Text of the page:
After Parker laid down on the ground and the crowd followed, she spoke to protesters the following night.

"Last night, we were able to peacefully protest in front of this Capitol building, past nine o'clock, with no interruption from the police," she said.

"I really believe in my heart 2020 is going to be the year to change things. This is the time," she said. "Just to see so many different walks of life and different races come together for one cause it's just beautiful to me."

"It's about the police sitting down with the protesters, nonviolent, and the nonviolent protesters of sitting down with the police," Simmons said. "It's a balancing act both sides of the fence we have to have."

Credit Stephanie Daniel / KUNC
Protesters at the Greek Theater in Civic Center Park take a knee and raise their fists while listening to long-time civil rights activist Alvertis Simmons.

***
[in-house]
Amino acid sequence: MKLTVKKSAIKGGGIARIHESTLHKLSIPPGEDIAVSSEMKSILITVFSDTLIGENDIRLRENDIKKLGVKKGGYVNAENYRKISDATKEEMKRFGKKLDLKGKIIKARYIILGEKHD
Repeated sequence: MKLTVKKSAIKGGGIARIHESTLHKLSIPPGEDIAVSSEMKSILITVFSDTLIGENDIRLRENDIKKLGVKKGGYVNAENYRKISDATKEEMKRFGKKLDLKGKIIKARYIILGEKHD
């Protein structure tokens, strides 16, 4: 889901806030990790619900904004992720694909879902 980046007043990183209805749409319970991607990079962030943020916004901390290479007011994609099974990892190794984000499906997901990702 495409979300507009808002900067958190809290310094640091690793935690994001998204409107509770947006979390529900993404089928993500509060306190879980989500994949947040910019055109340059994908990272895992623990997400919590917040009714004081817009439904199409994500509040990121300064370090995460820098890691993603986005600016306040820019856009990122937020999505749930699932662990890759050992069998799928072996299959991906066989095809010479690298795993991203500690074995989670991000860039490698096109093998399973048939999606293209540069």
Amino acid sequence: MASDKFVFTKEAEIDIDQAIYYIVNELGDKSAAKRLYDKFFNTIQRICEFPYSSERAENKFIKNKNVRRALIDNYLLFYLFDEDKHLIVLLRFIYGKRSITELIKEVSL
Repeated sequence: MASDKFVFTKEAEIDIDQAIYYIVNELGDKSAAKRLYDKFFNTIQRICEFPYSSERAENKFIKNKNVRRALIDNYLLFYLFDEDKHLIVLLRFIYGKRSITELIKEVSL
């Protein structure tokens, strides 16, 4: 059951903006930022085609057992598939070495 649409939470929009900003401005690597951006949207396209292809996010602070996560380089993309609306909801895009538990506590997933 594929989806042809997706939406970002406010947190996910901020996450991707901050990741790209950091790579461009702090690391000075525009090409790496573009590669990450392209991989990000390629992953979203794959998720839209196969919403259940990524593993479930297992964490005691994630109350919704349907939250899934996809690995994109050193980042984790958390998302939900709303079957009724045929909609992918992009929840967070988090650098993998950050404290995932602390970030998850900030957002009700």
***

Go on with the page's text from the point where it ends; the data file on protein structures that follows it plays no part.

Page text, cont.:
"I hope with the protest that it brings awareness to the police officials and just officials in general, that there needs to be a change in police interactions with civilians," Parker said.

"We are not losing an any more black lives this year," she said to protestors during a march.

"I'm glad for the young organizers that are doing what they're doing. They need to put their name behind it though," Simmons said. "Let folks know you're taking responsibility whether good of bad."

The work of Simmons, Parker, other activists, and protesters is making a difference. Since the start of the protests, a new police reform bill is working its way through the state legislature. The Denver Police Department has banned the use of chokeholds by officers and updated its Use of Force and Body-Worn Camera policies. The Denver Public Schools Board of Education is voting this week to end their contract with the Denver Police Department.